Wednesday, September 8, 2010


Tomatoes have been problematic for us this year.

The tomatoes in the potager have been great, but they are late ripening and there aren't a lot of them due to space.  We wanted more, so we filled the greenhouse with tomatoes this year.  Everything was looking brilliant until I messed up.  Seems like I killed about 1/3 of them. 

We grow our tomatoes pretty close together, about 18 inches apart in the row with 2 rows in a 4 foot bed.  We prune them to a single stem and train them up a string.  It works great, especially where space is at a premium (like in the greenhouse or the potager.)  Pruning and training is an ongoing thing.  I usually do it twice a week.  I snip off the suckers before they get too big, cut away any leaves that look aged or are hanging near the ground, and train the leader up the string a couple more turns.  The kids usually come at least once a week to weed while I am pruning.  Some time around the middle of July we were doing our greenhouse work, and one of the kids hit a weed they couldn't pull (we still have a weed problem... a couple more years should fix most of that.)  I reached down with my pruners and snipped the weed just below the bed surface.  We finished the work and went on with the day.  When I came in the next day to check the water this is what I found...

Within a few days these plants were either dead or wilted and weeping black gunk.  I pulled out about 1/3 of the plants, starting with the plant I'd been pruning when I clipped the weed.  I know better than to prune with dirty clippers, but that didn't stop me.  Bacterial Pith Necrosis.  Seems the bacteria was already in my soil, but only invaded the plant when I introduced it with my dirty clippers.  None of the other plants have shown any symptoms.  Lesson learned I hope.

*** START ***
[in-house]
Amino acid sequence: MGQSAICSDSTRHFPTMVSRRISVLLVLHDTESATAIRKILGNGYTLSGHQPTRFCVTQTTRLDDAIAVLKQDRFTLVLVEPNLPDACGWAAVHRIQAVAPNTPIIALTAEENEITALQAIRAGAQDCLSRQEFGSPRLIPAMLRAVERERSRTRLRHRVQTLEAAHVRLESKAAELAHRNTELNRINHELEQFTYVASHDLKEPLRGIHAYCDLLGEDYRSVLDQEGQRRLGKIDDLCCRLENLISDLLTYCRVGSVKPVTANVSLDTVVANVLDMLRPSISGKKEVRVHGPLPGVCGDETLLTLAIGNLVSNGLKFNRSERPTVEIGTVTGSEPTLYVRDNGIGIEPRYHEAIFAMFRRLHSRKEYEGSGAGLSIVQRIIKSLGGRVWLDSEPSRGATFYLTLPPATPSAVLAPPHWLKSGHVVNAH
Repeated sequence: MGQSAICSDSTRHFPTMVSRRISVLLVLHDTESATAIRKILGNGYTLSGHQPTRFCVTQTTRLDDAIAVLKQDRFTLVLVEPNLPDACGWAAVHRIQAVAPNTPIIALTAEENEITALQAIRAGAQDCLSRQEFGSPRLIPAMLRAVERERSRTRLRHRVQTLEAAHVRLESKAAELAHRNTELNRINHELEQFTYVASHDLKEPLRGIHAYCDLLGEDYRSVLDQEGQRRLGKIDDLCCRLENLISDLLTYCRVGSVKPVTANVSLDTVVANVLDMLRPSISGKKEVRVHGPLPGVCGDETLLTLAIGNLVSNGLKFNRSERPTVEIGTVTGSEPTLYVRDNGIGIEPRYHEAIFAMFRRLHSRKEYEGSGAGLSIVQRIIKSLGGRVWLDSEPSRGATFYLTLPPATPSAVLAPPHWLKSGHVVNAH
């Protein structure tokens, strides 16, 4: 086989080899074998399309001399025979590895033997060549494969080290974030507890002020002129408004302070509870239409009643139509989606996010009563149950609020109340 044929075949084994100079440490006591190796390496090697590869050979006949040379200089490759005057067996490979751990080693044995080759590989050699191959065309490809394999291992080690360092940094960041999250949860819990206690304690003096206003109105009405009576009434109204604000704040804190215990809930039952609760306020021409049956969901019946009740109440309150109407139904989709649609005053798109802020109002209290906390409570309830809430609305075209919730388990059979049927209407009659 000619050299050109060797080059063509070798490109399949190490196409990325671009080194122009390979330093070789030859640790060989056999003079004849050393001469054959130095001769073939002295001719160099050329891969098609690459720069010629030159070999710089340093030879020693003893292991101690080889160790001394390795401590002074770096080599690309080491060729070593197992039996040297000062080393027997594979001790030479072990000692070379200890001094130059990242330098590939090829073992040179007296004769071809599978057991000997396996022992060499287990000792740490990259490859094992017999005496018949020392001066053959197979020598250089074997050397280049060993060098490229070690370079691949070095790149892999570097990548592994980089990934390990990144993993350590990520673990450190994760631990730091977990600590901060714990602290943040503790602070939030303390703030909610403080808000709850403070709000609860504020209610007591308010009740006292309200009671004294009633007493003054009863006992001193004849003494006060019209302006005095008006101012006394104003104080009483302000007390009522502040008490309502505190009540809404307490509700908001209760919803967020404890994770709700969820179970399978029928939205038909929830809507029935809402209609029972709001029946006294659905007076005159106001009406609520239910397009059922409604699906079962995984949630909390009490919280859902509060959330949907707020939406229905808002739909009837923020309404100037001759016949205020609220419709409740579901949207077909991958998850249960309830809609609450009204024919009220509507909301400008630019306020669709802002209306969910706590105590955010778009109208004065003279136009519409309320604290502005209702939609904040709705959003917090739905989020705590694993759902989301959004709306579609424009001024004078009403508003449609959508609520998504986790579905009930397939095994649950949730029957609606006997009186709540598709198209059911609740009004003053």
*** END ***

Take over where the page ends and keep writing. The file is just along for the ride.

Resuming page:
Then we got invaded.  We leave the ends of the greenhouse open for the summer.  Keeps things cooler and lets in pollinators we want for good fruiting on tomatoes, peppers, etc.  Well it also lets in the yellow striped army worm moth, who layed her eggs all over my tomatoes and peppers.  Now I am picking buckets of the darn worms everyday, trying to save some of my tomatoes.  It isn't a pleasant battle.

You think you are getting this,
but, you end up with this.

How are  your  tomatoes doing?
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